In conclusion, I find myself in no other corner than agreeing with Harris, (2005), that opium has as many negative effects to our societies just like it has positive ones. When the opium elements were first discovered, it was intended to be used for its medicinal value. However, some disgruntled people have turned this plant into source of illegal money without caring about the many lives, careers and families they destroy in the process. I feel that it is time the world came together, and adapted graver consequences for these criminals who continue to use opium for non-medicinal gains.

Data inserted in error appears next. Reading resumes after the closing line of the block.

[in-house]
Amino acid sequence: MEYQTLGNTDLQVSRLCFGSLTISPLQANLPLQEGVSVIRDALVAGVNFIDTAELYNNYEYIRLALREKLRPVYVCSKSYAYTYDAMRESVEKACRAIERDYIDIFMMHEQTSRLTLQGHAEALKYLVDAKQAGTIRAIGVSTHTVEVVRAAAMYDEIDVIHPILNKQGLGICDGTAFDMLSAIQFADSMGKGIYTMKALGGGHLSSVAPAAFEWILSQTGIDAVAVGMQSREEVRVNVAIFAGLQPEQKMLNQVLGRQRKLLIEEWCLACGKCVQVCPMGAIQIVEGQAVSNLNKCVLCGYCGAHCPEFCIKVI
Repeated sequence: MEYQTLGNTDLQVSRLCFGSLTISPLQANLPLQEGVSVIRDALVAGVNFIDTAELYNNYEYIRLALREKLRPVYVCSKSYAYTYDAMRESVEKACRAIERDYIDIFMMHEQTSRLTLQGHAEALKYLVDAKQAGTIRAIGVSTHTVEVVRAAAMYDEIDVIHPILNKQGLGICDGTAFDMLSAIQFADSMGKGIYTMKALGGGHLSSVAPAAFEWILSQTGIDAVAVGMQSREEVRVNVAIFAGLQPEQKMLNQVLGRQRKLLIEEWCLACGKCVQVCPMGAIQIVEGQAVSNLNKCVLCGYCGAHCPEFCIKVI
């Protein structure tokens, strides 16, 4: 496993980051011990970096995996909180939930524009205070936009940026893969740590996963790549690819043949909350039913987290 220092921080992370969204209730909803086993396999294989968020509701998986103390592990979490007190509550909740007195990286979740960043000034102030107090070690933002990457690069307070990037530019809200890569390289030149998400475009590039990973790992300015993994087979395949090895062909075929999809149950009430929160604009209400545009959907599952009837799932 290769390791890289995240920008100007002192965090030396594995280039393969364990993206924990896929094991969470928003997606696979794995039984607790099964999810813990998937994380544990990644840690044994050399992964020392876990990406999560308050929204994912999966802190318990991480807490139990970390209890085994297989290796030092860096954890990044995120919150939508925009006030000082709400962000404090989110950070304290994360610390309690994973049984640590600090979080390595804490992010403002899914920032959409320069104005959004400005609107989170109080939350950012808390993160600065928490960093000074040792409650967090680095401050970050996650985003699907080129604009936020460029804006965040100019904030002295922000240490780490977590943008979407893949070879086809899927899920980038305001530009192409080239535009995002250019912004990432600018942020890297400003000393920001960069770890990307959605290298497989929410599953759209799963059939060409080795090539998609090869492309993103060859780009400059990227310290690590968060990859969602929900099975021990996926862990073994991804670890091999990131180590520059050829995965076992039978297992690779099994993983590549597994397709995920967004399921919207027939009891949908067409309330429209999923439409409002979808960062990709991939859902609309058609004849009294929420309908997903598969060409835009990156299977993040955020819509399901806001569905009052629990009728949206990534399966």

Harris, N. (2005). Opiates. Farmington, MI: Greenhaven Press.

Kleber HD. “Pharmacologic Treatments for Heroin and Cocaine Dependence,” American Journal on Addictions (2003): Vol. 12, Suppl. 2, pp. S5–S18.

Lowinson JH, et al. eds. Substance Abuse: A Comprehensive Textbook, Third Edition. Williams and Wilkins, 1997.

Santella, T. M. (2007). Opium. New York: Chelsea House.

van den Brink W, et al. “Management of Opioid Dependence,” Current Opinion in Psychiatry (2003): Vol. 16, pp. 297–304.